Vision and Visual Disabilities – An Introduction

By Gerd Waloszek, SAP User Experience, SAP AG – June 7, 2005; Updated: September 28, 2010

Note: The "definite" version of this article is in the Resources section.

Basics of Vision | Visual Impairments | Overview of Visual Impairments | Further "Visual Traps" | A "Visual" Checklist | References

Vision is our dominant sense. Computers and computer software make even more prominent use of the visual sense than human beings. Therefore, one should know that a considerable fraction of the human population has visual impairments and what the causes for the common impairments are. As most visual impairments have physiological causes, I begin this article with a selection of physiological facts about vision.


Basics of Vision


Light is an electromagnetic radiation that emanates from light sources or is reflected from non-radiating objects. We perceive light by our eyes and process and interpret it in our brain. There are different dimensions or aspects of light:

  • Physical dimensions: Frequency (wavelength), intensity (amplitude), saturation (spectral composition), contrast (intensity differences)
  • Perceptual dimensions: Brightness – primarily related to intensity; hue (tone, tint) – primarily related to frequency (wavelength)
  • Psychological dimensions: warmness/coldness, moods induced by colors, color associations and cultural differences with respect to these

The visible light spectrum lies between 380 nm (violet) and 760 nm (red). Light travels at a constant velocity of about 300.000 km/s; it takes 1.25 sec to the moon, nearly 8 minutes to the sun, 4.2 years to the nearest star (Alpha Centauri), and about 2.2 million years to the Andromeda galaxy.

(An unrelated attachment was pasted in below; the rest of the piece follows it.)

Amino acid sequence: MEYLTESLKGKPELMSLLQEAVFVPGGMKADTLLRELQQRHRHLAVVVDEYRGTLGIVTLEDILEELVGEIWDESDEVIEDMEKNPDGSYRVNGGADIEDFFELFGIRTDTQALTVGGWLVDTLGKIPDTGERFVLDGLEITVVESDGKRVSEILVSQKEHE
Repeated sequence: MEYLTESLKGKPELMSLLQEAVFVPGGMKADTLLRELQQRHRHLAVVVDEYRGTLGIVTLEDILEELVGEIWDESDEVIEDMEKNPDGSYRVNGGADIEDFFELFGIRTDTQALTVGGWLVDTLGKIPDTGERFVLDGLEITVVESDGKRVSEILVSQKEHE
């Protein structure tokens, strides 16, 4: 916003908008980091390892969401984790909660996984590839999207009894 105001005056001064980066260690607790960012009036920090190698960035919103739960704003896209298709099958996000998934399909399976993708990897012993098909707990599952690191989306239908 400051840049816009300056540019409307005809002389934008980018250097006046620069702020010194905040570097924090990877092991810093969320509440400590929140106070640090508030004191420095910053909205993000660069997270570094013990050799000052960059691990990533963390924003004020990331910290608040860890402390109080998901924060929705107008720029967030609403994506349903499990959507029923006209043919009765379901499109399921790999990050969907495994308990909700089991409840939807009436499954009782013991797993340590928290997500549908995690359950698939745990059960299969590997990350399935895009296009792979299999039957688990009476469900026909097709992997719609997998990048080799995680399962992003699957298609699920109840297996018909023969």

Lens, Iris, and Eye Ball – The Optical System

The eye's lens and iris form an optical system similar to the one used in a photo camera. The lens projects an upside down image onto the back of the eye ball where the retina is located. The retina is a thin neural tissue containing light sensors – it is the analogue to the film in a camera or sensor in a digital camera.

Figure 1: The human eye (from National Eye Institute)

The eye's lens is flexible and can change its shape in order to focus objects at different distances – this focusing process is called accommodation. Muscles can move the eye balls to point to a target – this process is called convergence.


Figure 2a: Accommodation


Figure 2b: Convergence

The iris acts as an f-stop mechanism that regulates the amount of light that is transmitted through the eye to the retina.

Malfunctioning of the optical system may cause different types of visual impairments – see below for details.

Light Sensors

The retina in our eyes contains two basic types of light sensors (photoreceptors), which form independent visual systems that are dedicated to special tasks:

  • Rods are primarily used for brightness and motion perception, as well as for night vision
  • Cones are primarily used for color and daylight vision

Each eye has about 5.000.000 cones and 120.000.000 rods. People can distinguish about 200 different hues and about 100 levels of gray.

Schematic rod and cone

Figure 3: Schematic rod (left) and cone (right) (from Sensation & Perception)

Depending on the functioning or malfunctioning of these receptors, there are different types of visual impairments. I will return to that below.